Can’t get a good cast surf fishing

Jacktrop99

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I know that this probably isn’t a question to be asked on grady forums, but I can’t get a good cast surf fishing. I’m very new to surf fishing since all I have done my entire life was trolling and bottom fishing, with some bass fishing of course. Definitely have the proper setup with a bottom rig setup and a weight that sinks into the sand, but every time I cast I’ll go knee deep and cast it out there like I can do well on a bass rod but with the added weight. But then oh no my sinker landed way far to the right and close to shore. I just was looking for some tips cause I can never get it out when it’s not flat conditions.
 

glacierbaze

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First, new surf fishermen usually try to go long, and cast right over the fish in the surf, flounder, trout, pompano, etc.
Second, if you do want to go long, you need a longer rod, and more lead. Eight and bait. That's 8oz of lead, and your bait. Eight foot rod wouldn't be bad either, if you can swing it. The longer rod keeps your line out of the waves better.
Third, if you want to go straight, go straight overhand, don't start wit a pendulum cast, especially on a crowded beach.
 

seasick

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11 foot rods are not uncommon for surf fishing in my neck of the woods. 8 or 9 foot at a minimum while you learn. Search the web for videos on surf casting or even better, ask a surf caster to give you advice. Most will as long as don't try to fish their spots:)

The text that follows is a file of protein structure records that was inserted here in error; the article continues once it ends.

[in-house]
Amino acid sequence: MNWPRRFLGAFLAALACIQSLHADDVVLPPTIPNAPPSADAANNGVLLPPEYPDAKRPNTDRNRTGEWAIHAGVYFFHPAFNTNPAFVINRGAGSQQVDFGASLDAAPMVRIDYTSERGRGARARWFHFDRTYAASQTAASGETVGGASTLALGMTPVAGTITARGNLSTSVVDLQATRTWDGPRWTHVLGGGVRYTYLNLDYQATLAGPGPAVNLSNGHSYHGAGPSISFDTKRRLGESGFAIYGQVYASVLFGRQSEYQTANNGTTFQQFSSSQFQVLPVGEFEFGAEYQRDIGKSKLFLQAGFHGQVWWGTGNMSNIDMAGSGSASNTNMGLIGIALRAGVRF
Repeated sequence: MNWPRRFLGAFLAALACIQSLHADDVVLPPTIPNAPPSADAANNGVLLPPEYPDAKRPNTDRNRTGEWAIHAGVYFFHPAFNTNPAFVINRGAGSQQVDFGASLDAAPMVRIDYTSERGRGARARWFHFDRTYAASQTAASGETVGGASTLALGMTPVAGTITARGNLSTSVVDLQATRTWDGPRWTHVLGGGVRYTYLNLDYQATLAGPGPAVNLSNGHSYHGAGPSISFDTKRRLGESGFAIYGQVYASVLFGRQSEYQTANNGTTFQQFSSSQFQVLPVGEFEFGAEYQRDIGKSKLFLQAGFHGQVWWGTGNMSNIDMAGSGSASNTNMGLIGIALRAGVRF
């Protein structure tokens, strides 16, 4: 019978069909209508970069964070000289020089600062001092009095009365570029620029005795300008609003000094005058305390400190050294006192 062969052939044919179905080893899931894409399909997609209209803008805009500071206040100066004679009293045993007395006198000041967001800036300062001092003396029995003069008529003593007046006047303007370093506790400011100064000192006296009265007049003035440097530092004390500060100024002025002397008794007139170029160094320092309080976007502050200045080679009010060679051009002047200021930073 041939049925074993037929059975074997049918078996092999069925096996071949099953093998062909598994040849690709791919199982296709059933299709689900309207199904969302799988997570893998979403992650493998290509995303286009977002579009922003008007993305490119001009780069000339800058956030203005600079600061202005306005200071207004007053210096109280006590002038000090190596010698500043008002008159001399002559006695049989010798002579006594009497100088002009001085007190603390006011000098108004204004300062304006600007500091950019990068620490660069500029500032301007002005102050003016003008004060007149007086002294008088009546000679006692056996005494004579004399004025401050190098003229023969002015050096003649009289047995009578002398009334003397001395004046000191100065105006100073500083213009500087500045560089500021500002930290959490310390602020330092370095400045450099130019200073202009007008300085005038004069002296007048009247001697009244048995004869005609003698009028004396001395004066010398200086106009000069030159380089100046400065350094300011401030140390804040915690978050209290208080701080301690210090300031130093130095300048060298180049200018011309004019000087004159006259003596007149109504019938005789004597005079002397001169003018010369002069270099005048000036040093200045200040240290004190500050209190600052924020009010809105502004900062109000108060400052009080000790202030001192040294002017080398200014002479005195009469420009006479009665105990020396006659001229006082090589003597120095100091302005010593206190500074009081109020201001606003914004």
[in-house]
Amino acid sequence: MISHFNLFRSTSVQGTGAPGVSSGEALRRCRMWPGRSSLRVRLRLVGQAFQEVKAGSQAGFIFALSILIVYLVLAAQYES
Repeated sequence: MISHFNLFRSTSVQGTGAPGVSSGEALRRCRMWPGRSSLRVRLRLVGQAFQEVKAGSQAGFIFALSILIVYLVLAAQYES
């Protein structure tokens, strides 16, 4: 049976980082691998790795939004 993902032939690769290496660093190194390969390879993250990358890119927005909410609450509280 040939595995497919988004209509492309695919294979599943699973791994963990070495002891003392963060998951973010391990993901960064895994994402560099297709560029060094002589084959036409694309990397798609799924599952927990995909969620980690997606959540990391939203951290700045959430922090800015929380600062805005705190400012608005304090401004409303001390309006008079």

SkunkBoat

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If your cast is short and right, you let go too soon and/or you are not going overhead enough.
The weight starts on the sand behind you, one foot of line to the rod tip. Hands apart. three steps..left right left throw
You need a very long surf rod for this method or you'll hook your own ass.

Many many years ago, in the '80s, before boats, I fished the surf in NJ regularly. Target was bluefish and the ghost of striped bass. When bait fishing (mullet or clam, rarely eels), I used a 10 or 11 ft rod. Many people go even longer. I can't ever remember using more than a 5 oz pyramid sinker. Often used a slider rig. In the 1990s stripers made a strong comeback and I actually started catching them, mostly on lures. I stopped bait fishing altogether. Used a 7 ft rod and threw AVA jigs, poppers, and plugs. ALWAYS with a teaser! Catch a lot of stripers on a teaser.
NJ has sandbars. At high tide the fish are inside the bar so you don't need a long cast. Moving tide you need to find a rip where the water is cutting thru the bar. At low tide you need to wade out to the bar and stand on it. Thats tricky. Watch and learn. You need to quit before the tide swallows you.
 
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blynch

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You'll get it with practice. Hands up high like you're swinging an axe. Nice smooth tempo, feel the rod load and slingshot as you swing the bait forward. Let go with your finger, follow through with the tip pointed out to sea.